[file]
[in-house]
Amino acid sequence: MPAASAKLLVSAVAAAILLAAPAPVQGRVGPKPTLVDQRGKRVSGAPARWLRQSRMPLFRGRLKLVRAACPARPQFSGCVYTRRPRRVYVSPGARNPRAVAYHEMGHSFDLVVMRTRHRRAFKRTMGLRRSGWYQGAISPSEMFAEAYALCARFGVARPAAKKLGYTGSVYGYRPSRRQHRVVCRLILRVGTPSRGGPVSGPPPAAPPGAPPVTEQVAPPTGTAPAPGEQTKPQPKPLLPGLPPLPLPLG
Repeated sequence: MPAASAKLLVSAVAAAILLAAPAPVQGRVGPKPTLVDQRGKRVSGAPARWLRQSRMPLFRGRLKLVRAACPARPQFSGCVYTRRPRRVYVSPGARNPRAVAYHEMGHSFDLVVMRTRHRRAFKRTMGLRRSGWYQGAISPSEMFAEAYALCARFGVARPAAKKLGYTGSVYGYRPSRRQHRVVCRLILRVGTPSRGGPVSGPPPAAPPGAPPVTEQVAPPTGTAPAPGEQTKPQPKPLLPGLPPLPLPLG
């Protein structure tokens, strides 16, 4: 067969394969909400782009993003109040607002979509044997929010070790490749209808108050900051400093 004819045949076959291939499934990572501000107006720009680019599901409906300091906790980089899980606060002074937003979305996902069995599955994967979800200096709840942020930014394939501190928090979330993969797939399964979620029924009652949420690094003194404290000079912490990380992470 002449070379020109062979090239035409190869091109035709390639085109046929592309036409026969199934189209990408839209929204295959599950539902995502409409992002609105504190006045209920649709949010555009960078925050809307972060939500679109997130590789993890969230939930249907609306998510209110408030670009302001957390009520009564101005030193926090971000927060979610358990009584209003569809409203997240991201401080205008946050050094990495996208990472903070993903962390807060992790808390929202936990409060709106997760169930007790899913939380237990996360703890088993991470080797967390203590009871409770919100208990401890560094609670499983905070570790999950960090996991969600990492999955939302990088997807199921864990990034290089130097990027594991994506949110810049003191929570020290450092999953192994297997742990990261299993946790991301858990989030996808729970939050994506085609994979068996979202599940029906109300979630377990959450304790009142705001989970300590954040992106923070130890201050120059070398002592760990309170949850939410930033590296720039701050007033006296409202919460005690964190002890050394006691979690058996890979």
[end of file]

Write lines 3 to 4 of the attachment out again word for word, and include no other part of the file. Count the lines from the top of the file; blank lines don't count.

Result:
Repeated sequence: MPAASAKLLVSAVAAAILLAAPAPVQGRVGPKPTLVDQRGKRVSGAPARWLRQSRMPLFRGRLKLVRAACPARPQFSGCVYTRRPRRVYVSPGARNPRAVAYHEMGHSFDLVVMRTRHRRAFKRTMGLRRSGWYQGAISPSEMFAEAYALCARFGVARPAAKKLGYTGSVYGYRPSRRQHRVVCRLILRVGTPSRGGPVSGPPPAAPPGAPPVTEQVAPPTGTAPAPGEQTKPQPKPLLPGLPPLPLPLG
């Protein structure tokens, strides 16, 4: 067969394969909400782009993003109040607002979509044997929010070790490749209808108050900051400093 004819045949076959291939499934990572501000107006720009680019599901409906300091906790980089899980606060002074937003979305996902069995599955994967979800200096709840942020930014394939501190928090979330993969797939399964979620029924009652949420690094003194404290000079912490990380992470 002449070379020109062979090239035409190869091109035709390639085109046929592309036409026969199934189209990408839209929204295959599950539902995502409409992002609105504190006045209920649709949010555009960078925050809307972060939500679109997130590789993890969230939930249907609306998510209110408030670009302001957390009520009564101005030193926090971000927060979610358990009584209003569809409203997240991201401080205008946050050094990495996208990472903070993903962390807060992790808390929202936990409060709106997760169930007790899913939380237990996360703890088993991470080797967390203590009871409770919100208990401890560094609670499983905070570790999950960090996991969600990492999955939302990088997807199921864990990034290089130097990027594991994506949110810049003191929570020290450092999953192994297997742990990261299993946790991301858990989030996808729970939050994506085609994979068996979202599940029906109300979630377990959450304790009142705001989970300590954040992106923070130890201050120059070398002592760990309170949850939410930033590296720039701050007033006296409202919460005690964190002890050394006691979690058996890979």